#1
Do these really...Exist? Like a chord with a 9 in the bass being in 5th inversion, 11 in the bass being 6th, and 13 being 7th? i've used chords with their 9ths in the bass before, but never really thought of it as the chord in 5th inversion...just thought of it as the chord with a 9 in the bass, the word "inversion" never really popped into my head.

obviously these "exist" as in there's nothing preventing anybody from using them...but are they formally known as 5th-7th inversions? is there literature on it? anything interesting to discuss here, any ideas on interesting things you could do with these, etc.? this last paragraph is basically my way of saying don't be shy, if you have a trippy concept you wanna discuss related to this go ahead, if its as simple as somebody telling me "yes, they are called 5th-7th inversions" nobody learns anything interesting and it becomes a boring unnecessary thread
#2
well my theory is not the greatest, BUT I dont believe on guitar there could be a 5th inversion chord, Im not entirely sure how to explain why NOT but I think anything like a C9 chord with the 9 as the root would just be a fourth inversion chord. BUT I could well be wrong. My theory is as I said before not that great.

EDIT: My best explanation upon further thought is on guitar u usually do not play chords with more then four notes in them voicing wise, so it would be unbelievably uncommon to go past the fourth inversion. But I guess upon further thought maybe there could be a 5th inversion???? idk lol
Last edited by awesomo41894 at Jul 26, 2011,
#3
I believe it does work just like saying 5th, 6th, 7th inversions, just like other chords. A maj7 chord has an extended partial and formally has a possible 4th inversion, so I would believe that adding partials would not make it any different. But it's music, even Bach broke his own rules that we still use today.
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#5
Quote by jazz_rock_feel
Nope, you don't ever describe anything past 4th inversion, so there's no such thing as 5th or 6th inversion chords.

so then what would i call a chord that's made up of (from lowest to highest) D, C, E, G, if I can't call it Cmajor9 in 5th inversion?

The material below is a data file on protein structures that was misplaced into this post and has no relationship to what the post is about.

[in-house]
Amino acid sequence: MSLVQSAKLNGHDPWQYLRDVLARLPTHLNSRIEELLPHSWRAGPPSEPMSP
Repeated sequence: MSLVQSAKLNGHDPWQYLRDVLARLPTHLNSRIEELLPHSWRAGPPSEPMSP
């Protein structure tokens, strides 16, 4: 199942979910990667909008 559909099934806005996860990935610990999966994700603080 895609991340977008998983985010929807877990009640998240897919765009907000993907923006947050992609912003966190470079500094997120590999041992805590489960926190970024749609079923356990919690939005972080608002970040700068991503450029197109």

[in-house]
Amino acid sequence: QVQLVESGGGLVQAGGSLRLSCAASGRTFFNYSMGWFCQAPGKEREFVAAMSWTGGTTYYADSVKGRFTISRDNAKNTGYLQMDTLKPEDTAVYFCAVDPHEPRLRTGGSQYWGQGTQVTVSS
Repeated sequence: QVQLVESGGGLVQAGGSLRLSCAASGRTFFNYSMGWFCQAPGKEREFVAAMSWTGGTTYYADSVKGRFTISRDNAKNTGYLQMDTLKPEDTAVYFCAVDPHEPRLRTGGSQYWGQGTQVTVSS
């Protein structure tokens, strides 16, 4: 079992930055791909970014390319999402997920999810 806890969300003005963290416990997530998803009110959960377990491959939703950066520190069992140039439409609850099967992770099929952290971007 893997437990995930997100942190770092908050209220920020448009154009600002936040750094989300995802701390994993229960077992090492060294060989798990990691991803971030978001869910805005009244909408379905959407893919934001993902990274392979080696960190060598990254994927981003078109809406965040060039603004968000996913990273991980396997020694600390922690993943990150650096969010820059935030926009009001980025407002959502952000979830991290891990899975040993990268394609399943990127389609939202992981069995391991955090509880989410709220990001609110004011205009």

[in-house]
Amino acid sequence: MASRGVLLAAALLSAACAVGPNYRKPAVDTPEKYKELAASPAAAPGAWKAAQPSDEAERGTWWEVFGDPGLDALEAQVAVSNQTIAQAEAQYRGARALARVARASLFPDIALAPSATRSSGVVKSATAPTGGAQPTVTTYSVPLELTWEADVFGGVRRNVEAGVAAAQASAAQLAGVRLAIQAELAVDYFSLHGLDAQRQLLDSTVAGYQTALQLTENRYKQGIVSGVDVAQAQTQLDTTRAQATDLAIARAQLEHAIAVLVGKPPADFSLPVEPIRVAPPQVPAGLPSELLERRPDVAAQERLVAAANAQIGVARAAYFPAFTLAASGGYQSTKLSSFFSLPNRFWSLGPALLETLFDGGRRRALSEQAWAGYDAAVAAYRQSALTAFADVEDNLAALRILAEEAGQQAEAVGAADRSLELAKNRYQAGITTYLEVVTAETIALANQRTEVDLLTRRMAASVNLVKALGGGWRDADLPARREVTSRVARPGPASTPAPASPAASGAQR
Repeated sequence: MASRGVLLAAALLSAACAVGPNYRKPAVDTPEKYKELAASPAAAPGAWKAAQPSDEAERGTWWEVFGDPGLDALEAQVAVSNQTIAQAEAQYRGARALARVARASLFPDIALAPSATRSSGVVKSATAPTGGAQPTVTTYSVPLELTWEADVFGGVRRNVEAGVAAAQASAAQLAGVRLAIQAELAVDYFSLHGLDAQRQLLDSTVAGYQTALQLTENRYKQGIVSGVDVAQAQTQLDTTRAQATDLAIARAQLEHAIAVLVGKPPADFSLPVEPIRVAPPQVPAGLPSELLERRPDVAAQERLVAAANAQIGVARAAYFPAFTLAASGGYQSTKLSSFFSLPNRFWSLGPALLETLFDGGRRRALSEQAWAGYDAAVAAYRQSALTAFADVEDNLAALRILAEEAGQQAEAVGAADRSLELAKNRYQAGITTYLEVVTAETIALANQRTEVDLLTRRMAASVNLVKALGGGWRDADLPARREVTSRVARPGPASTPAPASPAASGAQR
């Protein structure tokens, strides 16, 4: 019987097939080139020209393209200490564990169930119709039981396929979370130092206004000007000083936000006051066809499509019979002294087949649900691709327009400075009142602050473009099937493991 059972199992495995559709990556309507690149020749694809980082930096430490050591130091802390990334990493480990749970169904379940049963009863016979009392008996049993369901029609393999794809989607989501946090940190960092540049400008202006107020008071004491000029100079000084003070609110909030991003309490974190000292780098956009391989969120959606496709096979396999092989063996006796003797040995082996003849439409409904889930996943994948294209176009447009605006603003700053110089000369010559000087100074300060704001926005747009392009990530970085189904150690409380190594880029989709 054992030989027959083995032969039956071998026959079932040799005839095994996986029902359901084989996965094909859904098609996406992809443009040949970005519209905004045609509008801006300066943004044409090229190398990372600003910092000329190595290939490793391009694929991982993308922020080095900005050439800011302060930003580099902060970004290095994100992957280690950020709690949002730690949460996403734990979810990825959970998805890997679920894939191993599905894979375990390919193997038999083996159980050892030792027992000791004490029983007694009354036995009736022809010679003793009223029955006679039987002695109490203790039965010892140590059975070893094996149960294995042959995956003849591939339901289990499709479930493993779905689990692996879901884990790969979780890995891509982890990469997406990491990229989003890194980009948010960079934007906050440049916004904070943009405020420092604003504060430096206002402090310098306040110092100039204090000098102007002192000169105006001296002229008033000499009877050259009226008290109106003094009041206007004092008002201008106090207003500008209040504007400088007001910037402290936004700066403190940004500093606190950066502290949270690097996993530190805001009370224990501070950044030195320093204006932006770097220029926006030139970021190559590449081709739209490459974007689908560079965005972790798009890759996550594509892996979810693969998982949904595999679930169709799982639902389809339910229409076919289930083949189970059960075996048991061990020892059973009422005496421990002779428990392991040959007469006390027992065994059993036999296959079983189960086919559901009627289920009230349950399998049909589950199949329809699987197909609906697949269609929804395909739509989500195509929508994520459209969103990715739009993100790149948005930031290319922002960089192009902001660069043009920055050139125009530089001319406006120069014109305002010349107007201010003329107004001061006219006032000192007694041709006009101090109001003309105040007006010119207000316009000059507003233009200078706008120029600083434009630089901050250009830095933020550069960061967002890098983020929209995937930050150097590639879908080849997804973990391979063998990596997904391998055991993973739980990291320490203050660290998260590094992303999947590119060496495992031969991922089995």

#6
Quote by TMVATDI
so then what would i call a chord that's made up of (from lowest to highest) D, C, E, G, if I can't call it Cmajor9 in 5th inversion?


Cmaj/D.
Anfangen ist leicht, Beharren eine Kunst.
#8
Quote by DiminishedFifth
Why don't they allow 5th inversions, etc.?


you don't think the figured bass gets too complex?

JRF mentions 4th inversion, but i've never even seen that -- as far as i'm aware of, it doesn't go past 3rd inversion.

and by the way:

Quote by TMVATDI
so then what would i call a chord that's made up of (from lowest to highest) D, C, E, G, if I can't call it Cmajor9 in 5th inversion?


that would be 4th inversion, not 5th.
Anfangen ist leicht, Beharren eine Kunst.
Last edited by AeolianWolf at Jul 27, 2011,
#9
Quote by AeolianWolf
you don't think the figured bass gets too complex?

JRF mentions 4th inversion, but i've never even seen that -- as far as i'm aware of, it doesn't go past 3rd inversion.

and by the way:


that would be 4th inversion, not 5th.

Oh it definitely would, but, in my limited experience, I always took figured bass for a more "practice" kind of thing to keep your compositional skills on top.

I've never seen past a 3rd inversion, and even that was more a passing tone kind of thing, I'm just wondering for curiosity's sake.
Last edited by DiminishedFifth at Jul 27, 2011,
#10
oh yeah i meant 3rd inversion, yasee i gots me inversions all inverted...but please answer b5's question lol
#11
Anything past 3rd inversion is going to give you a new chord, and a different function.


Quote by DiminishedFifth
Oh it definitely would, but, in my limited experience, I always took figured bass for a more "practice" kind of thing to keep your compositional skills on top.

I've never seen past a 3rd inversion, and even that was more a passing tone kind of thing, I'm just wondering for curiosity's sake.


Figured bass was made for notating Baroque and early Classical harmony. You'll be hard pressed to find a real 11th or 13th chord in baroque music. Composer's used these notes more subtly in the form of suspensions, passing notes, escape notes etc, which figured bass is more suited to notating.

3rd inversion occurs pretty often. Normally something like this:

IVb V V7d Ib

or

i ib7d VI V in a minor key
Last edited by griffRG7321 at Jul 27, 2011,
#13
in "theory" lets see....A7 chord 4 notes - 3 inversions .. extend it add the 9th drop the root..an additional 3 inversions..it could be seen as an extension of the base chord A7...( i think of it that way for simplicity) so in theory they could be called 5 6 7 inversions ... but if this became common practice...think of the chord symbol / naming problems that would arise..as if we dont have enough confusion with that already..


play well

wolf
#14
There are no inversions beyond 3rd inversion (7th in the bass). The extensions (9, 11, 13) aren't actually considered chord tones. You will see chords that appear to have a 9, 11, or 13 in the bass, but that's not really what's happening. It's usually just calling another chord by a different name. For example, C/A is an Ami7, and C/D is a D9sus with no 5th.
#15
Quote by jazz_rock_feel
Just to clarify my original post, 4th inversion is a typo, I meant to say 3rd.


Lol i was REALLY confused there for a moment